Ghana is expected to conclude a program with the International Monetary Fund by end of February this year.
This was revealed by the leader of the government’s team of negotiators talking with the IMF, Professor Kwesi Botchwey.
The country in September last year entered into negotiations with the Fund with the hope of securing a three -year program with the IMF.
However due to some concerns raised by the EU, negotiations were briefly suspended.
The European Union raised issues with corruption and payroll fraud in the country’s public sector.
The EU was reported as withholding a £135 million budget support to Ghana due to an alleged payroll corruption scandal it is investigating.
According to a British newspaper, Sunday Times, the EU anti-fraud agency was probing a mammoth corruption scandal running into several million pounds in Ghana, being aid package from the EU to support the country’s budget among others.
The EU itself was accused of trying to cover up with Ingeborg Grässle, a German Member of the European Parliament who chairs the budget control committee that scrutinises EU spending, quoted as saying, “It is outrageous that the European Commission failed to inform the European Parliament about the potential loss of huge amounts of taxpayers’ money to corruption, even over a year after they froze the payments to Ghana.”
The head of the EU delegation to Ghana, Ambassador William Hanna was forced to deny the accusations of a cover-up.
“Many of the allegations made in this article are wrong. The European Commission did not cover up its action; it was not late in informing the European Parliament, and it is not correct that there is a lack of control of budget support. However, we do agree that the problem of ghost workers, and payroll system weaknesses in Ghana has to be addressed urgently. This and other key structural reforms, now being discussed with the IMF are needed to improve Ghana’s economic situation,” he said.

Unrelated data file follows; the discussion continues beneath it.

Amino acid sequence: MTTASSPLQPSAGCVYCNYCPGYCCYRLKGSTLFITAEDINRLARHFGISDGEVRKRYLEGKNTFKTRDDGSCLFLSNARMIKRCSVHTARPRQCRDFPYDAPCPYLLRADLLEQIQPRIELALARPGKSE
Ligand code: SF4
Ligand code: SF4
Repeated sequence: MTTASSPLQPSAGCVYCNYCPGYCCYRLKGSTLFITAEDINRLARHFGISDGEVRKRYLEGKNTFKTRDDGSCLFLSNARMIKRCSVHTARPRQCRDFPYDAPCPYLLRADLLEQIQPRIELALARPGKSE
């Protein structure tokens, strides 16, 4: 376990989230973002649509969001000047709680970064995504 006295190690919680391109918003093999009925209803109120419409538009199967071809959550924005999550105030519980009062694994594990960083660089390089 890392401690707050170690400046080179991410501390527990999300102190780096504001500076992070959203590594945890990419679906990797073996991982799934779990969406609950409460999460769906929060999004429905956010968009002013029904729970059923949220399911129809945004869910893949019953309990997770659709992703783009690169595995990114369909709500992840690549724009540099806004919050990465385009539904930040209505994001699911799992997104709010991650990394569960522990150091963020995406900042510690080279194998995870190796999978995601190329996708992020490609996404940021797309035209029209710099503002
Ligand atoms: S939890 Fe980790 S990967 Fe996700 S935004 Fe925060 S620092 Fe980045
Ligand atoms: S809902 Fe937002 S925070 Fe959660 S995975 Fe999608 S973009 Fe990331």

The issues raised by the IMF nonetheless forced a brief suspension of the discussions with the Fund.
But Prof. Botchwey in an interview with Joy Business’ George Wiafe, said “The irony of this payroll dispute is that the revelations that came out which were seized upon outside as evidence of some kind of crisis and fraud…are revelations that came about as a result of initiatives that the President himself ordered.”
The issues had been discussed with the EU Delegation and an agreement reached.
Prof. Botchwey, therefore, believes Ghana seal a programme with the Washington-based lender by the end of February.
This is necessary to in government’s own words, bring policy credibility to government’s policies and enhance stability in the economy.
The local economy remained largely wobbly last year with many indicators performing worse than anticipated.
An historic depreciation of the local currency, the cedi, created a spiral in many respects even though the last quarter of the year saw some level of stability.
It is hoped that a programme with the IMF will strengthen the economy by introducing fiscal discipline which analyst believe has been lagging.
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